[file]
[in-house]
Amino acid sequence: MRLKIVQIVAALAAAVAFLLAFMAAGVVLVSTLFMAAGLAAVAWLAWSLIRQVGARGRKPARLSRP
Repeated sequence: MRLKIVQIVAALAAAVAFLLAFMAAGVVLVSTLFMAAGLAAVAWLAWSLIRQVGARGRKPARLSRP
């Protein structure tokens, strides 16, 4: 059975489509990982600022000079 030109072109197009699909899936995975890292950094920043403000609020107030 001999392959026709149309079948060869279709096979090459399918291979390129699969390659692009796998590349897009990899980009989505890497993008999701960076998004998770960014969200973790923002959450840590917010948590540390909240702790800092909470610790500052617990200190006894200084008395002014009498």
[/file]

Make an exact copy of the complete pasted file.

[in-house]
Amino acid sequence: MRLKIVQIVAALAAAVAFLLAFMAAGVVLVSTLFMAAGLAAVAWLAWSLIRQVGARGRKPARLSRP
Repeated sequence: MRLKIVQIVAALAAAVAFLLAFMAAGVVLVSTLFMAAGLAAVAWLAWSLIRQVGARGRKPARLSRP
């Protein structure tokens, strides 16, 4: 059975489509990982600022000079 030109072109197009699909899936995975890292950094920043403000609020107030 001999392959026709149309079948060869279709096979090459399918291979390129699969390659692009796998590349897009990899980009989505890497993008999701960076998004998770960014969200973790923002959450840590917010948590540390909240702790800092909470610790500052617990200190006894200084008395002014009498």